Malaysia acting with 'hostile forces' in Kim investigation: N. Korea

By AFP   February 17, 2017 | 06:32 pm PT
Malaysia acting with 'hostile forces' in Kim investigation: N. Korea
A North Korea official speaks with police at the morgue at Kuala Lumpur General Hospital where Kim Jong Nam's body is held for autopsy in Kuala Lumpur, Malaysia February 15, 2017. Photo by Reuters/Edgar Su
Malaysia said it would refuse to comply with requests to hand over the body, if the family did not provide DNA samples.

Pyongyang has accused Malaysia of colluding with "hostile forces", saying it would reject any results of a post-mortem examination carried out by Kuala Lumpur on the body of Kim Jong-Nam, the half brother of North Korea's leader.

The comments from the North Korean ambassador were the first official remarks from the country since the assassination of Kim Jong-Un's estranged older sibling at Kuala Lumpur international airport on Monday.

But ambassador Kang Chol stopped short of identifying Jong-Nam and did not comment on the cause of death, while North Korean state media has remained silent on the killing.

"The Malaysian side forced the post-mortem without our permission and witnessing. We will categorically reject the result of the post-mortem conducted unilaterally excluding our attendance," the ambassador told reporters gathered outside the morgue where the body was being held shortly before midnight on Friday.

The ambassador earlier met with Malaysian police, demanding the release of the body without delay but his request was rejected, according to an English transcript of the envoy's comments distributed by an aide.

"They are colluding with the hostile forces towards us who are desperate to harm us of malice," the transcript said, suggesting South Korea was trying to defame the North in a bid to distract from a corruption scandal at home.

Malaysia had earlier said it would refuse to comply with requests to hand over the body, insisting it would only be released when his family provide DNA samples.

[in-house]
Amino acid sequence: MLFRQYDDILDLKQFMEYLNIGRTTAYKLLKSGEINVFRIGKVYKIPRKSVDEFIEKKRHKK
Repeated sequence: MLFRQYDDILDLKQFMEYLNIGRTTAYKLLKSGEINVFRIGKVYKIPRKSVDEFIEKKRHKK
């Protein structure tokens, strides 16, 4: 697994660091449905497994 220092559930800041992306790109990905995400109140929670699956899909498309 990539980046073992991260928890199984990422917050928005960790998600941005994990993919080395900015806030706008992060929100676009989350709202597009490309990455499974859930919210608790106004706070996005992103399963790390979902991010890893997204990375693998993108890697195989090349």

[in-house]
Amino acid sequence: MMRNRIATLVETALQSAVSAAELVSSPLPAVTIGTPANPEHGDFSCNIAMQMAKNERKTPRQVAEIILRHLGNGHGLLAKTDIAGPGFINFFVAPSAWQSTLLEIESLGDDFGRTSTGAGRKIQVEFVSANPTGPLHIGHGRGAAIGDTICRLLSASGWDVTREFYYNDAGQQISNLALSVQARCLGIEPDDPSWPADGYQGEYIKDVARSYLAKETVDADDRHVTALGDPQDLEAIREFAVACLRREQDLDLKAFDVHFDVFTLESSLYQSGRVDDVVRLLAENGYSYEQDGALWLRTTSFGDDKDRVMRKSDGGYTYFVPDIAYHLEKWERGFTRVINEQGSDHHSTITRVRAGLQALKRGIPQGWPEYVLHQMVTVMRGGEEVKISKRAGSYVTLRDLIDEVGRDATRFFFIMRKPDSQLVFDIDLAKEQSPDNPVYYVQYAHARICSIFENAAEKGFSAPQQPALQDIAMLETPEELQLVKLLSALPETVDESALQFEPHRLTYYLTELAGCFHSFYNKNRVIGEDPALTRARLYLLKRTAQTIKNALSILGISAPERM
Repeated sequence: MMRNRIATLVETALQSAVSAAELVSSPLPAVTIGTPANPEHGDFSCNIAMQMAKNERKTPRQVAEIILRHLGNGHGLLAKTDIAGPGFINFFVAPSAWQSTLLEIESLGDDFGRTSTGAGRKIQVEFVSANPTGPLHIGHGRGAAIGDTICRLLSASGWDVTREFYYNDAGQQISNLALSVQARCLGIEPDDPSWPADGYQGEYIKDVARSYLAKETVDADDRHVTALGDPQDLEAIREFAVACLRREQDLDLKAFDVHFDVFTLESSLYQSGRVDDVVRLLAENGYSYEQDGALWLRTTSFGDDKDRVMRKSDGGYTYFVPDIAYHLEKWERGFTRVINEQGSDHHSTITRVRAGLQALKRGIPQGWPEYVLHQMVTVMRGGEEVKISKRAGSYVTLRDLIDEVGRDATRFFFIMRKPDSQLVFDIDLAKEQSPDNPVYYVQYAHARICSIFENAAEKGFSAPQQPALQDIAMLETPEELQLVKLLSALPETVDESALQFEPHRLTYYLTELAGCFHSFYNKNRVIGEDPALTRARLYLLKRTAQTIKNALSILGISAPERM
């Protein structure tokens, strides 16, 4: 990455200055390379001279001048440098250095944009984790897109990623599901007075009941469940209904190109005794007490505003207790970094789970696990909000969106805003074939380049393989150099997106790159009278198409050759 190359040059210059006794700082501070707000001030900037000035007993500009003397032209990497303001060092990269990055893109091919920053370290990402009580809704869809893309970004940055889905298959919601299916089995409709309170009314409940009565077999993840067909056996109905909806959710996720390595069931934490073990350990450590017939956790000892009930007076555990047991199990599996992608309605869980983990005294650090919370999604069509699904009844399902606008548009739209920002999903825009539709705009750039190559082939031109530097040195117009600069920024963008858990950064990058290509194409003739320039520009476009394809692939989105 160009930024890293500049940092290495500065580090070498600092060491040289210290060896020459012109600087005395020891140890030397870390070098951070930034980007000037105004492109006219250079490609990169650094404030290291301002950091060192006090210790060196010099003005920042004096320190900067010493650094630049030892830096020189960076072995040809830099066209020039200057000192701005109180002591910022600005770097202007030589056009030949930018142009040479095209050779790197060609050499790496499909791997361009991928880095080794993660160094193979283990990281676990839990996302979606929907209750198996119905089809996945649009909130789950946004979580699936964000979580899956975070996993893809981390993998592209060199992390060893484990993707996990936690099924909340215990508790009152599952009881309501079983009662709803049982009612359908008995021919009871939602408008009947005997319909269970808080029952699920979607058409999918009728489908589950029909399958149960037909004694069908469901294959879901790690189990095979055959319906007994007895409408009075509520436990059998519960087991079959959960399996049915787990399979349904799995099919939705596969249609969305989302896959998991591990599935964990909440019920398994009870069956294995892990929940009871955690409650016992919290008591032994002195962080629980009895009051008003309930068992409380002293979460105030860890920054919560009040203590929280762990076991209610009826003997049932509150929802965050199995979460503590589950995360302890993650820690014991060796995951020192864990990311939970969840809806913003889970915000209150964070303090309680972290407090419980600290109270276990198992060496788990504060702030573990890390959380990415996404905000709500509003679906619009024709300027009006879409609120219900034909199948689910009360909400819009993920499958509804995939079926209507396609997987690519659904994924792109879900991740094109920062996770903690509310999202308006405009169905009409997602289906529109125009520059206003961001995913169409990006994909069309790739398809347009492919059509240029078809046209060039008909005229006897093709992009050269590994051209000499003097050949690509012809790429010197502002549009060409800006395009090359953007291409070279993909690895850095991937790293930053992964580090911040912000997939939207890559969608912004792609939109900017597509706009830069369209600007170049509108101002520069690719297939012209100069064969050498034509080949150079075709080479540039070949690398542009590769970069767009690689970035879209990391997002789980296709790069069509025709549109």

Detectives in Kuala Lumpur have arrested three people as they try to shed light on a killing South Korea says was carried out by poison-wielding female agents working for their secretive northern neighbour.

Three suspects have been detained so far.

Indonesian Vice President Jusuf Kalla said late Friday Aishah appeared to be the "victim of a scam or a fraud" who thought she was taking part in a reality show involving hidden cameras.

Aishah's family in Jakarta expressed shock over her arrest, with her former father-in-law saying there was "no way such a nice person would do that".

"I could not believe it because she was a good person," said Tija Liang Kiong, 56.

The drama erupted on Monday morning as Jong-Nam prepared to board a plane to Macau.

Malaysian police say the chubby 45-year-old was jumped by two women who squirted some kind of liquid in his face.

Jong-Nam told staff he was suffering from a headache and was taken to the airport clinic grimacing in pain, according to Malaysian media citing CCTV footage from the airport.

He was once thought to be the natural successor to his father, but on Kim Jong-Il's death in 2011 the succession went to Kim Jong-Un, who was born to the former leader's third wife.

Reports of purges and executions have emerged from the current regime as Kim Jong-Un tries to strengthen his grip on power in the face of international pressure over nuclear and missile programs.

Related news:

Half-brother of N. Korean leader assassinated in Malaysia: media

Indonesia confirms female national arrested in Malaysia

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